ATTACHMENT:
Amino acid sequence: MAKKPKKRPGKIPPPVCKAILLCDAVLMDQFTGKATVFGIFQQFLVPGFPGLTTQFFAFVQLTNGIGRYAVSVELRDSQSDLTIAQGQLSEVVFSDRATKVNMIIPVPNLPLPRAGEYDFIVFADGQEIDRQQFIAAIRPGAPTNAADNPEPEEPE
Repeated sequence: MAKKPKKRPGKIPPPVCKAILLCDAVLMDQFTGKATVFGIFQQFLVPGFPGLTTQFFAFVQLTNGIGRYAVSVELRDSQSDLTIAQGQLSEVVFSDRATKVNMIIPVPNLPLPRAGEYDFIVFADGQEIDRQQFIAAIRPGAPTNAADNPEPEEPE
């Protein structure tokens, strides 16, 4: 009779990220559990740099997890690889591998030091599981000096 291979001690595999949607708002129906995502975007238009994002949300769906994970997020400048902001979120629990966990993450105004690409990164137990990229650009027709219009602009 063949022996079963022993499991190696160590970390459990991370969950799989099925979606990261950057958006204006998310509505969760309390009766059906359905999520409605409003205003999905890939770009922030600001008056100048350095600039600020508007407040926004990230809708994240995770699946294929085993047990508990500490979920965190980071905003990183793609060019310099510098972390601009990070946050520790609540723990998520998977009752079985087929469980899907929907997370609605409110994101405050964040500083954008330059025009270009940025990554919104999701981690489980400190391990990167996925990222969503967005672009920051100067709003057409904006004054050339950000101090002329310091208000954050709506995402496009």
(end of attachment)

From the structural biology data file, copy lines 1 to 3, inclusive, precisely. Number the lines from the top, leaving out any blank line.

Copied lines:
Amino acid sequence: MAKKPKKRPGKIPPPVCKAILLCDAVLMDQFTGKATVFGIFQQFLVPGFPGLTTQFFAFVQLTNGIGRYAVSVELRDSQSDLTIAQGQLSEVVFSDRATKVNMIIPVPNLPLPRAGEYDFIVFADGQEIDRQQFIAAIRPGAPTNAADNPEPEEPE
Repeated sequence: MAKKPKKRPGKIPPPVCKAILLCDAVLMDQFTGKATVFGIFQQFLVPGFPGLTTQFFAFVQLTNGIGRYAVSVELRDSQSDLTIAQGQLSEVVFSDRATKVNMIIPVPNLPLPRAGEYDFIVFADGQEIDRQQFIAAIRPGAPTNAADNPEPEEPE
């Protein structure tokens, strides 16, 4: 009779990220559990740099997890690889591998030091599981000096 291979001690595999949607708002129906995502975007238009994002949300769906994970997020400048902001979120629990966990993450105004690409990164137990990229650009027709219009602009 063949022996079963022993499991190696160590970390459990991370969950799989099925979606990261950057958006204006998310509505969760309390009766059906359905999520409605409003205003999905890939770009922030600001008056100048350095600039600020508007407040926004990230809708994240995770699946294929085993047990508990500490979920965190980071905003990183793609060019310099510098972390601009990070946050520790609540723990998520998977009752079985087929469980899907929907997370609605409110994101405050964040500083954008330059025009270009940025990554919104999701981690489980400190391990990167996925990222969503967005672009920051100067709003057409904006004054050339950000101090002329310091208000954050709506995402496009």